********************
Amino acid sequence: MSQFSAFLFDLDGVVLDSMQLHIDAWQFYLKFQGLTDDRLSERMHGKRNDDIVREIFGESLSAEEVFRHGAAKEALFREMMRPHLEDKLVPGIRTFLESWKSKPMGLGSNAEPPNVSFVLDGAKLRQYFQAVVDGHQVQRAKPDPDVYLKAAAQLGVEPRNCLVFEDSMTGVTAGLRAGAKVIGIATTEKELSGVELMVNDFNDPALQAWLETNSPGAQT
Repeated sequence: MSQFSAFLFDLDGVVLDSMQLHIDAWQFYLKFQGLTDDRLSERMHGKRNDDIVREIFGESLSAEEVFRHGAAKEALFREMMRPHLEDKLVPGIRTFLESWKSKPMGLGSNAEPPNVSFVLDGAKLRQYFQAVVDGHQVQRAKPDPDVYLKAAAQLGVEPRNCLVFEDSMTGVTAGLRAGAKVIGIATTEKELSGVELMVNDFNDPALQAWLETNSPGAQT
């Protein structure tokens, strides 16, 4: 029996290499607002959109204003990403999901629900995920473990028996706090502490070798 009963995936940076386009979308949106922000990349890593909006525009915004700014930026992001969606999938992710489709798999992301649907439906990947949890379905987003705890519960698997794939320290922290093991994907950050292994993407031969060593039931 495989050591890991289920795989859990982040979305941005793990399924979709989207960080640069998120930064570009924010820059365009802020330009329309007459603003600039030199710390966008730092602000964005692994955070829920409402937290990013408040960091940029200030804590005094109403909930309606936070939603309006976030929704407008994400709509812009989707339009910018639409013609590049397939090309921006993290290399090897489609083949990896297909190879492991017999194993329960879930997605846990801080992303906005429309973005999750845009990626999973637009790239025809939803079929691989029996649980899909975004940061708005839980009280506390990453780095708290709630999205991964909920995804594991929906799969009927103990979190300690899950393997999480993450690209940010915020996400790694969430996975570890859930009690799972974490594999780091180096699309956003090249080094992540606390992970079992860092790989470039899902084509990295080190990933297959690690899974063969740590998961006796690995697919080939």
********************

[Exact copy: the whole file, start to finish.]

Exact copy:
Amino acid sequence: MSQFSAFLFDLDGVVLDSMQLHIDAWQFYLKFQGLTDDRLSERMHGKRNDDIVREIFGESLSAEEVFRHGAAKEALFREMMRPHLEDKLVPGIRTFLESWKSKPMGLGSNAEPPNVSFVLDGAKLRQYFQAVVDGHQVQRAKPDPDVYLKAAAQLGVEPRNCLVFEDSMTGVTAGLRAGAKVIGIATTEKELSGVELMVNDFNDPALQAWLETNSPGAQT
Repeated sequence: MSQFSAFLFDLDGVVLDSMQLHIDAWQFYLKFQGLTDDRLSERMHGKRNDDIVREIFGESLSAEEVFRHGAAKEALFREMMRPHLEDKLVPGIRTFLESWKSKPMGLGSNAEPPNVSFVLDGAKLRQYFQAVVDGHQVQRAKPDPDVYLKAAAQLGVEPRNCLVFEDSMTGVTAGLRAGAKVIGIATTEKELSGVELMVNDFNDPALQAWLETNSPGAQT
């Protein structure tokens, strides 16, 4: 029996290499607002959109204003990403999901629900995920473990028996706090502490070798 009963995936940076386009979308949106922000990349890593909006525009915004700014930026992001969606999938992710489709798999992301649907439906990947949890379905987003705890519960698997794939320290922290093991994907950050292994993407031969060593039931 495989050591890991289920795989859990982040979305941005793990399924979709989207960080640069998120930064570009924010820059365009802020330009329309007459603003600039030199710390966008730092602000964005692994955070829920409402937290990013408040960091940029200030804590005094109403909930309606936070939603309006976030929704407008994400709509812009989707339009910018639409013609590049397939090309921006993290290399090897489609083949990896297909190879492991017999194993329960879930997605846990801080992303906005429309973005999750845009990626999973637009790239025809939803079929691989029996649980899909975004940061708005839980009280506390990453780095708290709630999205991964909920995804594991929906799969009927103990979190300690899950393997999480993450690209940010915020996400790694969430996975570890859930009690799972974490594999780091180096699309956003090249080094992540606390992970079992860092790989470039899902084509990295080190990933297959690690899974063969740590998961006796690995697919080939």